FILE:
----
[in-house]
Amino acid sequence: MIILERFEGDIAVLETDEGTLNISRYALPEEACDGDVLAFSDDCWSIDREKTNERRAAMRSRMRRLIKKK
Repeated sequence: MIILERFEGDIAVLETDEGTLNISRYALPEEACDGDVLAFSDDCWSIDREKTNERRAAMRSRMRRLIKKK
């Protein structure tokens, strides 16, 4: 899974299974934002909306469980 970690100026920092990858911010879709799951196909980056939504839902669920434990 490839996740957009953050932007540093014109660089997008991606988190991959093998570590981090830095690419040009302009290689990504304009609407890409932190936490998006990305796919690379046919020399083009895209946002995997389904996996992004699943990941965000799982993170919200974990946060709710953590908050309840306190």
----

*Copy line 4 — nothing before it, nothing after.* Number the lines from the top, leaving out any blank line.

């Protein structure tokens, strides 16, 4: 899974299974934002909306469980 970690100026920092990858911010879709799951196909980056939504839902669920434990 490839996740957009953050932007540093014109660089997008991606988190991959093998570590981090830095690419040009302009290689990504304009609407890409932190936490998006990305796919690379046919020399083009895209946002995997389904996996992004699943990941965000799982993170919200974990946060709710953590908050309840306190």